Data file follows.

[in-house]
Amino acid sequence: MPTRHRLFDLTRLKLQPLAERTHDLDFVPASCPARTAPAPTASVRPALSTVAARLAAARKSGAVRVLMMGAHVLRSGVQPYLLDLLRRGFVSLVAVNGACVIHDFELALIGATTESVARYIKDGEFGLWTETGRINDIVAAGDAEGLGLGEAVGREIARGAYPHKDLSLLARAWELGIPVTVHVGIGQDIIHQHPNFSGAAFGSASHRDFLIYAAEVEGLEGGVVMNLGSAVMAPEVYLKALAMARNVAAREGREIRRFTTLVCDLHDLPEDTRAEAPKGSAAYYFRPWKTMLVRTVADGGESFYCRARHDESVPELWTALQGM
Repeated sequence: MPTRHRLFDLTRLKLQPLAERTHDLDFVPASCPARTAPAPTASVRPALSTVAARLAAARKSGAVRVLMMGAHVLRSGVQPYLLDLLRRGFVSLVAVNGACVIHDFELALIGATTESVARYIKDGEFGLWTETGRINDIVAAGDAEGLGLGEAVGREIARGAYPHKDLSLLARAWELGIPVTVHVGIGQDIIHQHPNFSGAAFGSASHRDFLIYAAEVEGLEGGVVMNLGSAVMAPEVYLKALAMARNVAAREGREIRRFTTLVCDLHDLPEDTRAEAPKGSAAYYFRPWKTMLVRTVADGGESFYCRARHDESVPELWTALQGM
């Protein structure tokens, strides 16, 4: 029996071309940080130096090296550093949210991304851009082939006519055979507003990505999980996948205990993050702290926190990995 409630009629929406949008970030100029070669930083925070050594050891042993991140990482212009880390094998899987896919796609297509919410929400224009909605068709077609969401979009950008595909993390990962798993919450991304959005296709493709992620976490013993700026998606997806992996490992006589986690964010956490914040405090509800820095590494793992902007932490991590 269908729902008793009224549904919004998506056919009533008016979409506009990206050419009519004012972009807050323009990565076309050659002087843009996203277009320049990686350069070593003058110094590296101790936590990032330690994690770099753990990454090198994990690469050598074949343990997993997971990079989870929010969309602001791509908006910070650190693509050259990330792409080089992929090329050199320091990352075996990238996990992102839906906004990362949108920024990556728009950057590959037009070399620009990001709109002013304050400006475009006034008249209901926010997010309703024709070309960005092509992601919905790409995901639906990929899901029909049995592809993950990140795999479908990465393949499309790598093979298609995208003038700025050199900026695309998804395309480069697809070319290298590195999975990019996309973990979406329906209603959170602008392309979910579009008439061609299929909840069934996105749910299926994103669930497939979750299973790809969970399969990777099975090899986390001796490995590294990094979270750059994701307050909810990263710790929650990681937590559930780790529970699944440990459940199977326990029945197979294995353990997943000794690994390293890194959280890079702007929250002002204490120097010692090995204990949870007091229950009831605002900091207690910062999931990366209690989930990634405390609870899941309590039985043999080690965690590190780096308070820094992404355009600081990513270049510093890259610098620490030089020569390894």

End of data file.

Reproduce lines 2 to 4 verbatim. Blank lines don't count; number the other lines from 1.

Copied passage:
Amino acid sequence: MPTRHRLFDLTRLKLQPLAERTHDLDFVPASCPARTAPAPTASVRPALSTVAARLAAARKSGAVRVLMMGAHVLRSGVQPYLLDLLRRGFVSLVAVNGACVIHDFELALIGATTESVARYIKDGEFGLWTETGRINDIVAAGDAEGLGLGEAVGREIARGAYPHKDLSLLARAWELGIPVTVHVGIGQDIIHQHPNFSGAAFGSASHRDFLIYAAEVEGLEGGVVMNLGSAVMAPEVYLKALAMARNVAAREGREIRRFTTLVCDLHDLPEDTRAEAPKGSAAYYFRPWKTMLVRTVADGGESFYCRARHDESVPELWTALQGM
Repeated sequence: MPTRHRLFDLTRLKLQPLAERTHDLDFVPASCPARTAPAPTASVRPALSTVAARLAAARKSGAVRVLMMGAHVLRSGVQPYLLDLLRRGFVSLVAVNGACVIHDFELALIGATTESVARYIKDGEFGLWTETGRINDIVAAGDAEGLGLGEAVGREIARGAYPHKDLSLLARAWELGIPVTVHVGIGQDIIHQHPNFSGAAFGSASHRDFLIYAAEVEGLEGGVVMNLGSAVMAPEVYLKALAMARNVAAREGREIRRFTTLVCDLHDLPEDTRAEAPKGSAAYYFRPWKTMLVRTVADGGESFYCRARHDESVPELWTALQGM
């Protein structure tokens, strides 16, 4: 029996071309940080130096090296550093949210991304851009082939006519055979507003990505999980996948205990993050702290926190990995 409630009629929406949008970030100029070669930083925070050594050891042993991140990482212009880390094998899987896919796609297509919410929400224009909605068709077609969401979009950008595909993390990962798993919450991304959005296709493709992620976490013993700026998606997806992996490992006589986690964010956490914040405090509800820095590494793992902007932490991590 269908729902008793009224549904919004998506056919009533008016979409506009990206050419009519004012972009807050323009990565076309050659002087843009996203277009320049990686350069070593003058110094590296101790936590990032330690994690770099753990990454090198994990690469050598074949343990997993997971990079989870929010969309602001791509908006910070650190693509050259990330792409080089992929090329050199320091990352075996990238996990992102839906906004990362949108920024990556728009950057590959037009070399620009990001709109002013304050400006475009006034008249209901926010997010309703024709070309960005092509992601919905790409995901639906990929899901029909049995592809993950990140795999479908990465393949499309790598093979298609995208003038700025050199900026695309998804395309480069697809070319290298590195999975990019996309973990979406329906209603959170602008392309979910579009008439061609299929909840069934996105749910299926994103669930497939979750299973790809969970399969990777099975090899986390001796490995590294990094979270750059994701307050909810990263710790929650990681937590559930780790529970699944440990459940199977326990029945197979294995353990997943000794690994390293890194959280890079702007929250002002204490120097010692090995204990949870007091229950009831605002900091207690910062999931990366209690989930990634405390609870899941309590039985043999080690965690590190780096308070820094992404355009600081990513270049510093890259610098620490030089020569390894």